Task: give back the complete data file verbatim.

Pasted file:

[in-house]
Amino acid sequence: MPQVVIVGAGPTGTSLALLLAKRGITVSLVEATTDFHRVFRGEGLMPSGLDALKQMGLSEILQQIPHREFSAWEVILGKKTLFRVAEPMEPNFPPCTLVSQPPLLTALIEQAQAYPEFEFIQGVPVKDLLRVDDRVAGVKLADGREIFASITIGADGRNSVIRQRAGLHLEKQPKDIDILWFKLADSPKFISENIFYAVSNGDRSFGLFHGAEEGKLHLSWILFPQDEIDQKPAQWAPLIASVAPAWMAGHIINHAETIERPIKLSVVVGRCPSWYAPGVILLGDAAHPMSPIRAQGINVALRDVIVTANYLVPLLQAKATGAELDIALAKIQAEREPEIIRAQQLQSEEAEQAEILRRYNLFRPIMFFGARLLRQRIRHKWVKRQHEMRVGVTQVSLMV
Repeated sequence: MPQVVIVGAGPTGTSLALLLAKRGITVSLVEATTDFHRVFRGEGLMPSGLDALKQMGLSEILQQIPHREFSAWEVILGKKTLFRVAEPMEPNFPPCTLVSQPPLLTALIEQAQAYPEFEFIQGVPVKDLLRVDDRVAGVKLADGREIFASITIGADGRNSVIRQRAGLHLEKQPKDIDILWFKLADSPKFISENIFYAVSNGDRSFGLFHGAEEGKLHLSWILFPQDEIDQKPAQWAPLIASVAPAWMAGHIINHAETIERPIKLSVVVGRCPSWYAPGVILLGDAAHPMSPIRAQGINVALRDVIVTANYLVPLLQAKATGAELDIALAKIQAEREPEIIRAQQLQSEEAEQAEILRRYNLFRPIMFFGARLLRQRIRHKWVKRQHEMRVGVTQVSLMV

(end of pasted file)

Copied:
[in-house]
Amino acid sequence: MPQVVIVGAGPTGTSLALLLAKRGITVSLVEATTDFHRVFRGEGLMPSGLDALKQMGLSEILQQIPHREFSAWEVILGKKTLFRVAEPMEPNFPPCTLVSQPPLLTALIEQAQAYPEFEFIQGVPVKDLLRVDDRVAGVKLADGREIFASITIGADGRNSVIRQRAGLHLEKQPKDIDILWFKLADSPKFISENIFYAVSNGDRSFGLFHGAEEGKLHLSWILFPQDEIDQKPAQWAPLIASVAPAWMAGHIINHAETIERPIKLSVVVGRCPSWYAPGVILLGDAAHPMSPIRAQGINVALRDVIVTANYLVPLLQAKATGAELDIALAKIQAEREPEIIRAQQLQSEEAEQAEILRRYNLFRPIMFFGARLLRQRIRHKWVKRQHEMRVGVTQVSLMV
Repeated sequence: MPQVVIVGAGPTGTSLALLLAKRGITVSLVEATTDFHRVFRGEGLMPSGLDALKQMGLSEILQQIPHREFSAWEVILGKKTLFRVAEPMEPNFPPCTLVSQPPLLTALIEQAQAYPEFEFIQGVPVKDLLRVDDRVAGVKLADGREIFASITIGADGRNSVIRQRAGLHLEKQPKDIDILWFKLADSPKFISENIFYAVSNGDRSFGLFHGAEEGKLHLSWILFPQDEIDQKPAQWAPLIASVAPAWMAGHIINHAETIERPIKLSVVVGRCPSWYAPGVILLGDAAHPMSPIRAQGINVALRDVIVTANYLVPLLQAKATGAELDIALAKIQAEREPEIIRAQQLQSEEAEQAEILRRYNLFRPIMFFGARLLRQRIRHKWVKRQHEMRVGVTQVSLMV